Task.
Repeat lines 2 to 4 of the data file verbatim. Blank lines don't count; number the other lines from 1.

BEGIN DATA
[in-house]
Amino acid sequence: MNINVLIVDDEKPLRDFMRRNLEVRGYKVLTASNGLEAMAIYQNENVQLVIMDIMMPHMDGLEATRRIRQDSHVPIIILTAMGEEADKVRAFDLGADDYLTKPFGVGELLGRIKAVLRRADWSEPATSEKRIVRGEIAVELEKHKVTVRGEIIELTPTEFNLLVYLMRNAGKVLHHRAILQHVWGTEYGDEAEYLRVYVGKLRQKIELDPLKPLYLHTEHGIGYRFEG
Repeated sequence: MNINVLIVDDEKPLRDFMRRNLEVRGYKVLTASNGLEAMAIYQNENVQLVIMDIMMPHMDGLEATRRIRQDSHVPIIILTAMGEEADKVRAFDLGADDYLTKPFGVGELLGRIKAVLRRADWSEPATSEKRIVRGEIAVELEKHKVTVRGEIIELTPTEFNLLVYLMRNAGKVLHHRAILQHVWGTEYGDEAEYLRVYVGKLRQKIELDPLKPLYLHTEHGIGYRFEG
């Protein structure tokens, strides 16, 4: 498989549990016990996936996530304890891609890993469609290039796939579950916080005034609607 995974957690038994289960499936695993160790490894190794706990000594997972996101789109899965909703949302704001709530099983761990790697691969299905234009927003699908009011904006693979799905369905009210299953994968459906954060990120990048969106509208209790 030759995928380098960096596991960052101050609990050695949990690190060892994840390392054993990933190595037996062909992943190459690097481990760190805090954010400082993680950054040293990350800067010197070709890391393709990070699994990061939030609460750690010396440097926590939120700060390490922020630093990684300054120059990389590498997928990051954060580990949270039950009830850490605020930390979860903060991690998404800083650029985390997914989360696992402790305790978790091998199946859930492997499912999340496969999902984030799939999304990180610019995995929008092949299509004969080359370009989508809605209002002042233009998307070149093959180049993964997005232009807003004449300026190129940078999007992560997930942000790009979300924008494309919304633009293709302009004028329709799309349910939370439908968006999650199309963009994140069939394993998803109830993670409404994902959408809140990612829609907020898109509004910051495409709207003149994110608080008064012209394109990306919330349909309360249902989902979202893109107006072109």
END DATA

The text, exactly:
Amino acid sequence: MNINVLIVDDEKPLRDFMRRNLEVRGYKVLTASNGLEAMAIYQNENVQLVIMDIMMPHMDGLEATRRIRQDSHVPIIILTAMGEEADKVRAFDLGADDYLTKPFGVGELLGRIKAVLRRADWSEPATSEKRIVRGEIAVELEKHKVTVRGEIIELTPTEFNLLVYLMRNAGKVLHHRAILQHVWGTEYGDEAEYLRVYVGKLRQKIELDPLKPLYLHTEHGIGYRFEG
Repeated sequence: MNINVLIVDDEKPLRDFMRRNLEVRGYKVLTASNGLEAMAIYQNENVQLVIMDIMMPHMDGLEATRRIRQDSHVPIIILTAMGEEADKVRAFDLGADDYLTKPFGVGELLGRIKAVLRRADWSEPATSEKRIVRGEIAVELEKHKVTVRGEIIELTPTEFNLLVYLMRNAGKVLHHRAILQHVWGTEYGDEAEYLRVYVGKLRQKIELDPLKPLYLHTEHGIGYRFEG
């Protein structure tokens, strides 16, 4: 498989549990016990996936996530304890891609890993469609290039796939579950916080005034609607 995974957690038994289960499936695993160790490894190794706990000594997972996101789109899965909703949302704001709530099983761990790697691969299905234009927003699908009011904006693979799905369905009210299953994968459906954060990120990048969106509208209790 030759995928380098960096596991960052101050609990050695949990690190060892994840390392054993990933190595037996062909992943190459690097481990760190805090954010400082993680950054040293990350800067010197070709890391393709990070699994990061939030609460750690010396440097926590939120700060390490922020630093990684300054120059990389590498997928990051954060580990949270039950009830850490605020930390979860903060991690998404800083650029985390997914989360696992402790305790978790091998199946859930492997499912999340496969999902984030799939999304990180610019995995929008092949299509004969080359370009989508809605209002002042233009998307070149093959180049993964997005232009807003004449300026190129940078999007992560997930942000790009979300924008494309919304633009293709302009004028329709799309349910939370439908968006999650199309963009994140069939394993998803109830993670409404994902959408809140990612829609907020898109509004910051495409709207003149994110608080008064012209394109990306919330349909309360249902989902979202893109107006072109």